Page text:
We can even vent our fury on the führer. I have in my book a copy of a letter from Adolf Hitler. In it he's agreeing to Volkswagen's request for more slave laborers from concentration camps. This evidence would never have come to light were it not for lawsuits filed by bloodsucking lawyer leeches, as the corporate lobby would like to characterize class-action plaintiffs' attorneys. In this case, the firm of Cohen, Milstein, Hausfeld & Toll, Washington, DC, outed this document in a suit on behalf of slave workers whose children died in deadly "nurseries" run by the automakers VW, Ford, Daimler and others. (If Hitler had been captured, he might have used the defense, "I was only taking orders . . . from Volkswagen.")
But the Nazi profiteers have their friends in the corporate lobby. Victims' rights are under attack. Waving the banner of "Tort Reform," corporate America has funded an ad campaign portraying entrepreneurs held hostage by frivolous lawsuits. But proposed remedies stink of special exemptions from justice. One would give Pfizer a free ride for its deadly heart-attack machines. A ban on all lawsuits against makers of parts for body implants, even those with deadly defects, was slipped into patients' rights legislation by the Republican Senate leader. The clause, killed by exposure, was lobbied by the Health Industries Manufacturers Association, which is supported by-you guessed it-Pfizer.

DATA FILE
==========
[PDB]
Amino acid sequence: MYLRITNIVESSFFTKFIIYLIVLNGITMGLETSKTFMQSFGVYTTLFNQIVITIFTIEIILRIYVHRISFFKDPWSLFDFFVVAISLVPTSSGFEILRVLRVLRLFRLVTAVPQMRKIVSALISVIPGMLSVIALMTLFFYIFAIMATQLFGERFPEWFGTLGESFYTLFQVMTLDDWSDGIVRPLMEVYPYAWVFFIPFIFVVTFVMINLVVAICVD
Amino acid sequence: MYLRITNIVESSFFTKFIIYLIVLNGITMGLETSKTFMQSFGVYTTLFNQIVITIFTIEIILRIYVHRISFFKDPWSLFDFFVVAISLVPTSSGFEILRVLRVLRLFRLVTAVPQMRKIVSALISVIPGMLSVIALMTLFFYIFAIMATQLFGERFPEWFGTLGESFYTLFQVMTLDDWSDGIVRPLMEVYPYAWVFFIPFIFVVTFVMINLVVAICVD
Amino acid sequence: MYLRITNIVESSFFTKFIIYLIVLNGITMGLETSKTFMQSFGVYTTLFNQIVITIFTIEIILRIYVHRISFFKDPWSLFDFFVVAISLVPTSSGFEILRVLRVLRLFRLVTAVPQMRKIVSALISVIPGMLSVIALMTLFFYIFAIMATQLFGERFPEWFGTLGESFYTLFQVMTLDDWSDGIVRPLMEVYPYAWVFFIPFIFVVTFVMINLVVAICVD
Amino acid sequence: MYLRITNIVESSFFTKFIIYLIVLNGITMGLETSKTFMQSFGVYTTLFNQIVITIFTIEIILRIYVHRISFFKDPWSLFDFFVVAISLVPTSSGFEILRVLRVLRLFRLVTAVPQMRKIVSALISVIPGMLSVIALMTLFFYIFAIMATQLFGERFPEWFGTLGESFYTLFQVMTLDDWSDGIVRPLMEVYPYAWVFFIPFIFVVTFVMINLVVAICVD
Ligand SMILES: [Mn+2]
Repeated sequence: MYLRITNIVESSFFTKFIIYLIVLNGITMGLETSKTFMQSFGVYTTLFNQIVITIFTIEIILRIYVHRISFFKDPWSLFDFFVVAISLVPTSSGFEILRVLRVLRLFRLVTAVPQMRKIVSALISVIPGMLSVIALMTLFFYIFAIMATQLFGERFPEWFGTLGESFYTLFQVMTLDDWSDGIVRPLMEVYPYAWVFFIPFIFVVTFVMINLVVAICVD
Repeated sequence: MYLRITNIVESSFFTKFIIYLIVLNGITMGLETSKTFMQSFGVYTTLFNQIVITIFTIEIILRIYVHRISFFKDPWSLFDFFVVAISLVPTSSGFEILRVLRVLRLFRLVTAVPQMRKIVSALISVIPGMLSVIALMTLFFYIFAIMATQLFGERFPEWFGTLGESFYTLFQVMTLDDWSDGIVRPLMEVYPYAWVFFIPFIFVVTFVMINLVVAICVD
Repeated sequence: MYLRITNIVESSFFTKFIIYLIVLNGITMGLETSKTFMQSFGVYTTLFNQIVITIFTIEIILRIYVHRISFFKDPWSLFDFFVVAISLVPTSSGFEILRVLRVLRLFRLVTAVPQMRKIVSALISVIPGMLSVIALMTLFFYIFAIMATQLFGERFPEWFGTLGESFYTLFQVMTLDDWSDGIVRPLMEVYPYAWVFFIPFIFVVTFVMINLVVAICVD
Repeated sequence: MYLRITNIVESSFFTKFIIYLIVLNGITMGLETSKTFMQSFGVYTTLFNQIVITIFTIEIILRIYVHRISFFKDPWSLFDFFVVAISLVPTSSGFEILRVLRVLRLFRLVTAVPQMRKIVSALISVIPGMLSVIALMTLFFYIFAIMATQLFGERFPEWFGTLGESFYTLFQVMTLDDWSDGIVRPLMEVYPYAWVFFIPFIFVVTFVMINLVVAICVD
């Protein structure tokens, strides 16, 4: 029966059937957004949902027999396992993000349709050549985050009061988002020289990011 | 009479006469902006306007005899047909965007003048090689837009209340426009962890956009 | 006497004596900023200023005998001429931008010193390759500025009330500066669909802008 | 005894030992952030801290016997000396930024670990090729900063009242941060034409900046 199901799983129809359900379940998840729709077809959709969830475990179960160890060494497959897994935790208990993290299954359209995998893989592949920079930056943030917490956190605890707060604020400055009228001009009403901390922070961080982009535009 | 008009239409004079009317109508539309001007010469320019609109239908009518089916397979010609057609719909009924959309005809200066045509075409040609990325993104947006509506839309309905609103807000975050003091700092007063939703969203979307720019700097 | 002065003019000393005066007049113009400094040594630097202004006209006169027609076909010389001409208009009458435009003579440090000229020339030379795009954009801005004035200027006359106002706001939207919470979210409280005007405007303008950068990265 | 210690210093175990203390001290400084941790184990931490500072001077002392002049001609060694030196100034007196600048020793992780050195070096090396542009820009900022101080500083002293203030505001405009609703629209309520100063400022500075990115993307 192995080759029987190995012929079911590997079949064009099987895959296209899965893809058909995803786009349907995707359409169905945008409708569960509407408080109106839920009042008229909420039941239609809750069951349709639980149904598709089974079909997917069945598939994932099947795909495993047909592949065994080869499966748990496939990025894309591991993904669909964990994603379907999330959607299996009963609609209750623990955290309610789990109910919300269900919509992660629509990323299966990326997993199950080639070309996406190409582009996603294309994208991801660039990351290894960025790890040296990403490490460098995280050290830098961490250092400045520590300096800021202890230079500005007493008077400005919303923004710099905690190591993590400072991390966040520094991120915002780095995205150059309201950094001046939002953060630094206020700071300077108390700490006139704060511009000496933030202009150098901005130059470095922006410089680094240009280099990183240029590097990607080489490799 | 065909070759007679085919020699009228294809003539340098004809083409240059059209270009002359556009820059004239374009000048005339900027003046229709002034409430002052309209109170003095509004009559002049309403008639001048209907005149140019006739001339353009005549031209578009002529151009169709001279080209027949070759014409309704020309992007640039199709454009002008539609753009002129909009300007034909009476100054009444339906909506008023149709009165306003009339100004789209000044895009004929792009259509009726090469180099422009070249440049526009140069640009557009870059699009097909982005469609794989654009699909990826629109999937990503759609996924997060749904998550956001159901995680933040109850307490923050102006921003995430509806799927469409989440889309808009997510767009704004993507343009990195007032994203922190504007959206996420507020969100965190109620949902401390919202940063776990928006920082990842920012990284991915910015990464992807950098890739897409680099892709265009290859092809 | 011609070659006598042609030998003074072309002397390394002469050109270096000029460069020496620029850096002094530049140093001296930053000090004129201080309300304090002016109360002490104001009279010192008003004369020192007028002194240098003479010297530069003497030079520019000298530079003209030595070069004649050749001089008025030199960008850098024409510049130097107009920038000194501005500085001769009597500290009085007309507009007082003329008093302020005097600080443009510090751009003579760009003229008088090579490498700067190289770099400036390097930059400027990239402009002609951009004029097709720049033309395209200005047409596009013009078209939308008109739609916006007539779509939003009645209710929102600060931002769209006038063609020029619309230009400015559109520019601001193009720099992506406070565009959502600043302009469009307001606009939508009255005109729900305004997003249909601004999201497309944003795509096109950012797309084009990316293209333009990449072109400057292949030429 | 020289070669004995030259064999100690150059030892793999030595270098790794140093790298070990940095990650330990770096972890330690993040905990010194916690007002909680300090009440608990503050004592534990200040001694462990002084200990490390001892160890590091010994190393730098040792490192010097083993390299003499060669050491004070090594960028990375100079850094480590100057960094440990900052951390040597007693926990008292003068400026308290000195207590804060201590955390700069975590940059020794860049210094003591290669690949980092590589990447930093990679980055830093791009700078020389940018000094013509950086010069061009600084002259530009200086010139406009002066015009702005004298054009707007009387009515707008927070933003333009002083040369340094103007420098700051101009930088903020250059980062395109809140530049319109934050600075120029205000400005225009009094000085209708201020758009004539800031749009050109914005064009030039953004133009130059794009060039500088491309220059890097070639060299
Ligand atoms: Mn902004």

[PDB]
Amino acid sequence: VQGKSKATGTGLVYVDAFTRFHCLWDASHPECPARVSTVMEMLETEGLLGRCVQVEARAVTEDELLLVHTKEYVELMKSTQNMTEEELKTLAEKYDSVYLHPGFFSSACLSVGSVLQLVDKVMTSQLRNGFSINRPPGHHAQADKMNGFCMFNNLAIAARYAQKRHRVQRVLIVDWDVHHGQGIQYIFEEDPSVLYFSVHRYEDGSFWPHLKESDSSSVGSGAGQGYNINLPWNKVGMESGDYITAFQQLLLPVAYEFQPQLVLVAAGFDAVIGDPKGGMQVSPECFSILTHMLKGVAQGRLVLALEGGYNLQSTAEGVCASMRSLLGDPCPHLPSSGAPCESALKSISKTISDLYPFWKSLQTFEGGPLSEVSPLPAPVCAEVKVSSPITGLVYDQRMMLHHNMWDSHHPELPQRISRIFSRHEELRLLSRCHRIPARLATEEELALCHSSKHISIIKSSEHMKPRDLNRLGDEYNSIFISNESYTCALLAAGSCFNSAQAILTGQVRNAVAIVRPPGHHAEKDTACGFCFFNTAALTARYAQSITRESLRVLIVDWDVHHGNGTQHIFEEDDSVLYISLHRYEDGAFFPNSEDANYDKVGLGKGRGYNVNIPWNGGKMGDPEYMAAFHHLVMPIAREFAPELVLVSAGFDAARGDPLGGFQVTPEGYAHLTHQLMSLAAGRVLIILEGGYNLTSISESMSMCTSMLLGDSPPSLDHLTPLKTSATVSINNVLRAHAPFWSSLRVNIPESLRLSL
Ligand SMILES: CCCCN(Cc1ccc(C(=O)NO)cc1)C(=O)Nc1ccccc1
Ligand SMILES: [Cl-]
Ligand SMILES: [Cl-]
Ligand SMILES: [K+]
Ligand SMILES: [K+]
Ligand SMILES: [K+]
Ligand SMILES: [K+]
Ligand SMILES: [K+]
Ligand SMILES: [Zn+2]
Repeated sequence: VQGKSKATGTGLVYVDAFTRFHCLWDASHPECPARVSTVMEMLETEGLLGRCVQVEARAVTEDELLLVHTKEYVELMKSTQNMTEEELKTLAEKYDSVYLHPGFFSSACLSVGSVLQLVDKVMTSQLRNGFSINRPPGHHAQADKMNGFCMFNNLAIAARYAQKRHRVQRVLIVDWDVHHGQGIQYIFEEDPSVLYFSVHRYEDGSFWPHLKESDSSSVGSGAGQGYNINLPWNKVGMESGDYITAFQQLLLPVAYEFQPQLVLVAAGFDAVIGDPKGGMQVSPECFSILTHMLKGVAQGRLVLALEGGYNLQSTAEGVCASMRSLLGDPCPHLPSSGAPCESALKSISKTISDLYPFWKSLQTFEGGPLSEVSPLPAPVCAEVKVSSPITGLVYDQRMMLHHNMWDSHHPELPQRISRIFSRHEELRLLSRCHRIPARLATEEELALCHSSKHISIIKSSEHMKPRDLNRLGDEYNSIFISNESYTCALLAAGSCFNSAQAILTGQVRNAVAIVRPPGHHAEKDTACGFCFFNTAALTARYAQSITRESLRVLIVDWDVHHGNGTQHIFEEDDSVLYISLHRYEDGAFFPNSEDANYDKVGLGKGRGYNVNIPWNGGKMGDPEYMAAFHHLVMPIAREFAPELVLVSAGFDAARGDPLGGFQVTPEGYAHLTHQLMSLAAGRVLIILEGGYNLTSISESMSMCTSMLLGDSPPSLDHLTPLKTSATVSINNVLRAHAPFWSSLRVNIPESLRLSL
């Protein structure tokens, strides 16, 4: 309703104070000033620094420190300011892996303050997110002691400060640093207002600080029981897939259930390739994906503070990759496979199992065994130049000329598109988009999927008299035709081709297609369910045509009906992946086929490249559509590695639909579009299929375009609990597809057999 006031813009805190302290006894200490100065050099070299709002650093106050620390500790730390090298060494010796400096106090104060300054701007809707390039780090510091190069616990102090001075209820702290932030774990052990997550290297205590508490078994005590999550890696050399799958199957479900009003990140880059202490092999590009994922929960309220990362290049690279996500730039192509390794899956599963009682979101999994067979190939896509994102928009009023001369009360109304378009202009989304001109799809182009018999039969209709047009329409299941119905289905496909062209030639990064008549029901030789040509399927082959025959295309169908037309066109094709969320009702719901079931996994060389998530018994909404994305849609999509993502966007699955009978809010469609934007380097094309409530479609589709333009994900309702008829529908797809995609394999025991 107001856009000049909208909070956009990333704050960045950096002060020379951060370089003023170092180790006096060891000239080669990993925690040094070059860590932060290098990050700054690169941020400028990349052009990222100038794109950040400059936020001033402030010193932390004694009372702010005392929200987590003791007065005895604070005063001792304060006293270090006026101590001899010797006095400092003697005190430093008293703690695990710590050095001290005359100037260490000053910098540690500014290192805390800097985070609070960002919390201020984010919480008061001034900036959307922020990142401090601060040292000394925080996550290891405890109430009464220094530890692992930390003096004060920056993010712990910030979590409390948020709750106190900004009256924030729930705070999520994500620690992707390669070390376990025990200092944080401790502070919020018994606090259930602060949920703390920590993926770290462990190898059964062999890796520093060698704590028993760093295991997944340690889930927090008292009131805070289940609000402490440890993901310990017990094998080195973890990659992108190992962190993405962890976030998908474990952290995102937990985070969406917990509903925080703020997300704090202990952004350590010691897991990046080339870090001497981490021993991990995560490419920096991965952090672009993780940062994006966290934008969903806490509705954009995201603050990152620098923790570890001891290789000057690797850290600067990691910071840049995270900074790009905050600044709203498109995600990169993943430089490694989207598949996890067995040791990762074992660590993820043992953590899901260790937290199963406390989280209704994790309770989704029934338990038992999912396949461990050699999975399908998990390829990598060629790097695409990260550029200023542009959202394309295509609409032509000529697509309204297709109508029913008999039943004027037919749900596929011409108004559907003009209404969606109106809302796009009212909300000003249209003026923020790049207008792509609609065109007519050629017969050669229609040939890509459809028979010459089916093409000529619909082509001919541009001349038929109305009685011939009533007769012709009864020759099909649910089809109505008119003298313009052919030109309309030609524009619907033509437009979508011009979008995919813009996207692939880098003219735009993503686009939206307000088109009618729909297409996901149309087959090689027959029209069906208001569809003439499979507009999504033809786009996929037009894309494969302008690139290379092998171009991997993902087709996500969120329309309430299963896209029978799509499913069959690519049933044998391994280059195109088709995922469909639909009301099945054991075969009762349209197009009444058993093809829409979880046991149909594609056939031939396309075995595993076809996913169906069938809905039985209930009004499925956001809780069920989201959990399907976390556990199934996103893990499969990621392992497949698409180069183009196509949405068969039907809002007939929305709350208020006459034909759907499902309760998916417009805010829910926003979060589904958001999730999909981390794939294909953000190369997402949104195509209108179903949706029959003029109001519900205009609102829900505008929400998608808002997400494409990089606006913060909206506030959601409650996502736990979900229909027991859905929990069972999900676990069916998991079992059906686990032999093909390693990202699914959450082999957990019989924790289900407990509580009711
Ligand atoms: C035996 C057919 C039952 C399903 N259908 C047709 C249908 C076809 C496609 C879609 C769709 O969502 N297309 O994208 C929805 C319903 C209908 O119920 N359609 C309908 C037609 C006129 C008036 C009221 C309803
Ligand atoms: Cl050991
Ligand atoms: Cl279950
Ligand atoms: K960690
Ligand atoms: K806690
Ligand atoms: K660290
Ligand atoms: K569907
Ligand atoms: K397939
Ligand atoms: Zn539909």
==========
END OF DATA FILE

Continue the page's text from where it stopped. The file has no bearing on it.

At their best, tort lawyers are cops who police civil crime. Just as a wave of burglaries leads to demand for more policemen, the massive increase in litigation has a single cause: a corporate civil crime wave.
And today, the corporate killer gang received executive clemency from our President. They don't call him the 'Chief Executive' for nothing.
A decade ago, after eighteen buildings blew up in Chicago and killed four people, I searched through the records of the local private gas company on behalf of survivors. What I found would make you sick. I saw engineers' reports, from years earlier, with maps marking where explosions would be likely to take place. The company, People's Gas, could have bought the coffins in advance.
Management had rejected costly repairs as "not in the strategic plan." It's not planned evil at work here, but the enormity of corporate structures in which human consequences of financial acts are distant and unimaginable.
I admit, of the nearly one million lawyers in the United States, you could probably drown 90 percent and only their mothers would grieve. But as Mrs. Levenson told me, without her lawyer and the threat of a class action tort, Pfizer would not have paid her a dime of compensation.
The tort reformers' line is that fee-hungry lawyers are hawking bogus fears, poisoning Americans' faith in the basic decency of the business community, turning us into a nation of people who no longer trust each other. But whose fault is that? The lawyers? Elaine Levenson put her trust in Pfizer Pharmaceutical. Then they broke her heart.
Greg Palast is author of the New York Times bestseller, The Best Democracy Money Can Buy, from which this is taken. For more information go to http://www.gregpalast.com/